DAMPS AND LEAKS
29 Jan 2016
One of the most frequent encountered in the home is damp. It is no surprise that damp can become a big problem for many. Although most damp problems are much less serious than they actually look, whatever the cause, damp can be very bad for our health. From aggravating respiratory problems to encouraging the emergence of mites and mould, the effects of damp can be serious, not to mention making the whole property cold and unappealing. In many cases, damp can be unwittingly encouraged due to poor maintenance. There are several causes of damp in the home, but all can be remedied. Damp can be in or around the roof, walls, floors, windows, doors or pipe-work on any property. Often, if there is a damp patch visible inside the home, the cause can be identified from an issue on the exterior.
If you notice localised damp (in one area of one wall for example), often the cause is a leak. Check the guttering and downpipes in the affected area first, these are classic causes of localised damp. Make sure they are clear and running smoothly, as well as that all joints are tight. If not, seal or replace. If the damp is below a flat roof, or a roof channel, check that the felt is sound. Finally check flashing and tiles (around the chimney stack if the damp is on a chimney breast). If the damp is below a window, check the windowsill and window frame. Badly fitting frames can let damp penetrate the room, as will a bridged drip groove on a windowsill.
Rising damp is water from the ground that enters a structure by capillary action. Make sure the damp proof course is not bridged. Raised external ground piled up against the house could be allowing water to penetrate above the damp course, causing blistering efflorescence and flaking of paints. Water that enters or affects a building through any other route can move about in various ways but is not rising damp. Only rising damp can be cured by the installation of a chemical damp proof course. Rising damp has been a relatively commonly encountered problem in some types of building; however, it is often misdiagnosed. It is important that the investigations into dampness are undertaken by a trained and competent surveyor who can recognise and understand the problem.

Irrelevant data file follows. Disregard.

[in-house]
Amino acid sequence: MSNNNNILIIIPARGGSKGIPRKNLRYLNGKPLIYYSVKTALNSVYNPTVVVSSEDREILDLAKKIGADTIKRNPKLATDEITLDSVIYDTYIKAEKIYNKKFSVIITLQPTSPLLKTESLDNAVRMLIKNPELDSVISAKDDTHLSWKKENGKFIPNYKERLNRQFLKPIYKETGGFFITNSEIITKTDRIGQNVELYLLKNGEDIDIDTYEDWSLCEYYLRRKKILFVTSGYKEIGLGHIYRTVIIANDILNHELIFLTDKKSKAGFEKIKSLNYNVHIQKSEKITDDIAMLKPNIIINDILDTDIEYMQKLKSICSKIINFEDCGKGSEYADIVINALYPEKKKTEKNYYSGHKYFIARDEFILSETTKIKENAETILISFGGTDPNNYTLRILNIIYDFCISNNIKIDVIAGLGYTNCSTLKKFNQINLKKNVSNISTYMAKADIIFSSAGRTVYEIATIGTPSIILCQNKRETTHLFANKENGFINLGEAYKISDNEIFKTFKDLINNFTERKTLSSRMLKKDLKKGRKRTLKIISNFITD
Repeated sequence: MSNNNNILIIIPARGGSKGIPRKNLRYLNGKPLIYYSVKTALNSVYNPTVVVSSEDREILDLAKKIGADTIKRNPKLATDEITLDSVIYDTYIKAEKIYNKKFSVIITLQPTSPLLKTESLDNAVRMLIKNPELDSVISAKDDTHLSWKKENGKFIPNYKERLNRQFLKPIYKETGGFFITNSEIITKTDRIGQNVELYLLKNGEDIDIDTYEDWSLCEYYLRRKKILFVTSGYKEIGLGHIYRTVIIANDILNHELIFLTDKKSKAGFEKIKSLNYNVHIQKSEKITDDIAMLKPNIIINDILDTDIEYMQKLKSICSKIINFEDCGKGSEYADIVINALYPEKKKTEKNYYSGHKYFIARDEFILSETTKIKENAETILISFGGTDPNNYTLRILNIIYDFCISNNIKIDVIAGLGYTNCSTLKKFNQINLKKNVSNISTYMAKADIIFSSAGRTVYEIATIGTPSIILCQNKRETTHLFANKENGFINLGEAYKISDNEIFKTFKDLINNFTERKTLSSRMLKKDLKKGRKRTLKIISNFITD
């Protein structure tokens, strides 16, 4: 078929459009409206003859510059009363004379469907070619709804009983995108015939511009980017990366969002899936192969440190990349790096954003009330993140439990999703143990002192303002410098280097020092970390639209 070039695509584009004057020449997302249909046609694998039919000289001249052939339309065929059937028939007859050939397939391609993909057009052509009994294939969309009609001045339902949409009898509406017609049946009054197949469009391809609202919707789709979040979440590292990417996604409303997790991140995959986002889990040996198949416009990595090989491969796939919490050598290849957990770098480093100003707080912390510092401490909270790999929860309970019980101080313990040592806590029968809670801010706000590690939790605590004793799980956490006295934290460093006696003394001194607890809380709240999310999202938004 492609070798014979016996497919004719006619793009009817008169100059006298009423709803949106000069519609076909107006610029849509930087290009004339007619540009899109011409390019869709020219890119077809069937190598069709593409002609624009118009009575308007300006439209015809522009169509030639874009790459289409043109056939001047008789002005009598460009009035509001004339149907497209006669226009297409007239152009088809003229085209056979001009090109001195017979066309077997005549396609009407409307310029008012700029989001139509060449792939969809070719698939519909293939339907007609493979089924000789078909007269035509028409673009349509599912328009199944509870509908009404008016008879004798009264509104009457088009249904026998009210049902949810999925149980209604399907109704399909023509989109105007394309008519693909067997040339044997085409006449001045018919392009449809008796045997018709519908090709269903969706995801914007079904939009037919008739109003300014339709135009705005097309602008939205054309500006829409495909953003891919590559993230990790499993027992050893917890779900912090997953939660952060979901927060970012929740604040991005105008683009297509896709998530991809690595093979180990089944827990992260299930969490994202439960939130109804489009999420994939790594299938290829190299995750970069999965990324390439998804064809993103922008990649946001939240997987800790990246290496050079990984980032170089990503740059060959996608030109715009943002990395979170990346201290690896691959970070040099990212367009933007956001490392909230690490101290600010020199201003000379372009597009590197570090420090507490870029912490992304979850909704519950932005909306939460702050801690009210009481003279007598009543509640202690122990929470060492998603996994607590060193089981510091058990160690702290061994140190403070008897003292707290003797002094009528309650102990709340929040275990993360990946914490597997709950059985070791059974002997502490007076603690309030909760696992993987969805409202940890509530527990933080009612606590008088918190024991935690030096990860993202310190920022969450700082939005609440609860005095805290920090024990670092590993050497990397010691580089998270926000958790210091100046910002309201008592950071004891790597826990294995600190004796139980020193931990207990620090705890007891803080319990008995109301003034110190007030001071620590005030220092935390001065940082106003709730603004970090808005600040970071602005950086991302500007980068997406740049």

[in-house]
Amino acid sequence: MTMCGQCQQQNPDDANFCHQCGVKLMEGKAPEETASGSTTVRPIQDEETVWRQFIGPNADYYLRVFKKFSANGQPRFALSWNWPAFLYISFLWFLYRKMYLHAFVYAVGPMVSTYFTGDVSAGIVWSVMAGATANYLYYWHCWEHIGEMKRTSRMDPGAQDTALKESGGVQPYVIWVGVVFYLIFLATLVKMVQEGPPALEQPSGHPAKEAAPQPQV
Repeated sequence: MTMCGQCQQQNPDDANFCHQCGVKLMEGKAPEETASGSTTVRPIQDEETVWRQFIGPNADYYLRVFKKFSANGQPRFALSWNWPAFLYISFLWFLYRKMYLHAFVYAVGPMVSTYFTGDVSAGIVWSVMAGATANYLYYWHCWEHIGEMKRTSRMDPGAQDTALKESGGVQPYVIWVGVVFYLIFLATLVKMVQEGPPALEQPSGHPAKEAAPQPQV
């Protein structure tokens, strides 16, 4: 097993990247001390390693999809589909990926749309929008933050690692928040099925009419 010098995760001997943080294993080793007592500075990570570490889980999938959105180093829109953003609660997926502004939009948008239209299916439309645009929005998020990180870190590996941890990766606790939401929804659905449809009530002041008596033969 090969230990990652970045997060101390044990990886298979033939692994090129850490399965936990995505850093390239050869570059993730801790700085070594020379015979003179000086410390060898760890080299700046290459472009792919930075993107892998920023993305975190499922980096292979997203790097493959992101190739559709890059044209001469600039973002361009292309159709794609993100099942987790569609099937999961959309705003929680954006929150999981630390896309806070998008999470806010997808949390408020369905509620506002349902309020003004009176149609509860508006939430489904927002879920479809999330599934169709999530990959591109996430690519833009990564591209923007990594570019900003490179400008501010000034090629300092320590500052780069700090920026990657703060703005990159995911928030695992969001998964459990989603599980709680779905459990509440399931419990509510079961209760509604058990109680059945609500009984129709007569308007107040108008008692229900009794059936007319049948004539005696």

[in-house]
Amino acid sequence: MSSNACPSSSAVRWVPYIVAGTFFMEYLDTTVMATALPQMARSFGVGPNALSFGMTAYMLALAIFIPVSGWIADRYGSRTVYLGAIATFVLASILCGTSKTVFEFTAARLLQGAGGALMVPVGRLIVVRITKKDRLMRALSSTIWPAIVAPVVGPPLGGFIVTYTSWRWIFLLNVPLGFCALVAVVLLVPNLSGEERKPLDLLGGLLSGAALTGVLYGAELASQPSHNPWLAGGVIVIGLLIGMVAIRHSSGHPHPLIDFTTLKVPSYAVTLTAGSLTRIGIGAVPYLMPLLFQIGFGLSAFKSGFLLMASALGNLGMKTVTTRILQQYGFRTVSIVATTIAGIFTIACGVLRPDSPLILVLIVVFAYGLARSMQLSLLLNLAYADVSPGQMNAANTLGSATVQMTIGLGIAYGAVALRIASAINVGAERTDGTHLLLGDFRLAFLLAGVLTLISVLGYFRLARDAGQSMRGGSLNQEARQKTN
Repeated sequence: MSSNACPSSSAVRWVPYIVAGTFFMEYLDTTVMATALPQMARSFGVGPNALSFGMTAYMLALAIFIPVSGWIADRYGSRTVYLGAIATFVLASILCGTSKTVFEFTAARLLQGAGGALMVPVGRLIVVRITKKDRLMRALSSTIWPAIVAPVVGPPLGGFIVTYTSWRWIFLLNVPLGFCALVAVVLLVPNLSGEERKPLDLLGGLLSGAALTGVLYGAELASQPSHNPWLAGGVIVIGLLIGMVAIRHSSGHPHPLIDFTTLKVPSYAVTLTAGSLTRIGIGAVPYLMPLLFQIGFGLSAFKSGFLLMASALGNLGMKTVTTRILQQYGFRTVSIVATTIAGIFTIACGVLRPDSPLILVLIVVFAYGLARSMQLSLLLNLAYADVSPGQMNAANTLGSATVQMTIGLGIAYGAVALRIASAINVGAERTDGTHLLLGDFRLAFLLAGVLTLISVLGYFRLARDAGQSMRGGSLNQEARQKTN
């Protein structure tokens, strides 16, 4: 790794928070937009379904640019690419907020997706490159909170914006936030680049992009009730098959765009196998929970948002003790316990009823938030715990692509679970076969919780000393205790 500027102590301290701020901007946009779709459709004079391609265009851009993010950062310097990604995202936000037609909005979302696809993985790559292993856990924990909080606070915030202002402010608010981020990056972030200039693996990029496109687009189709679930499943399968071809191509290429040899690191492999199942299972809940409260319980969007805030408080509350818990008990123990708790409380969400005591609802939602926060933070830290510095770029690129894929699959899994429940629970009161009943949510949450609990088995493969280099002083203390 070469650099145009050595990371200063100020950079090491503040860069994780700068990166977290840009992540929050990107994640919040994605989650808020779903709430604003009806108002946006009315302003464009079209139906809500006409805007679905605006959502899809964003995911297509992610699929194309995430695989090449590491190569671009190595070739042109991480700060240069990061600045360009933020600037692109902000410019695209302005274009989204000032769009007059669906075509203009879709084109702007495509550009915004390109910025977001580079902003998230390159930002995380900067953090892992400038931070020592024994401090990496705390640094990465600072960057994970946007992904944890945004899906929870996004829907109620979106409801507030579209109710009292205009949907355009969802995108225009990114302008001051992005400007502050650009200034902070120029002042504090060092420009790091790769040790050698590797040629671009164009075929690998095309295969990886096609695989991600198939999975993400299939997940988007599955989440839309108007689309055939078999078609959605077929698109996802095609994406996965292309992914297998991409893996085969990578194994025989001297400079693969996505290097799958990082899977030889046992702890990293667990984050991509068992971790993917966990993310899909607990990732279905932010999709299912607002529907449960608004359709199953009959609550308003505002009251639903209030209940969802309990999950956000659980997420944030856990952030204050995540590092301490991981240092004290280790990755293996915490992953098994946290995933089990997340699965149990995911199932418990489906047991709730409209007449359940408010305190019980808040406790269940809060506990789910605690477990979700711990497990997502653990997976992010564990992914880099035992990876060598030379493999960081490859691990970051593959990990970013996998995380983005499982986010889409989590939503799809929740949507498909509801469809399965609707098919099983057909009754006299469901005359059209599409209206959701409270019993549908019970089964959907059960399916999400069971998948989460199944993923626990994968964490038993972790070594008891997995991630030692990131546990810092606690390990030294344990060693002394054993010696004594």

Decayed skirting boards, crumbling or salt stained plaster, discoloration and staining, decayed timber floors and peeling paint and wallpaper are all common when walls are affected by rising damp. These defects are not always evident but when they are, a specialist inspection is always recommended.
Most types of masonry used in the walls of buildings will allow some water movement by capillary action; however, this is usually controlled by a physical barrier or damp proof course. If this physical barrier is absent, has broken down or is damaged then it is often possible to install a remedial damp proof course (DPC) to control water rising from the ground.
Water rising from the ground often introduces contaminating salts into the walls and plaster coats. This contamination will often result in a need for the plaster to be removed and replaced using specially formulated salt resistant plasters.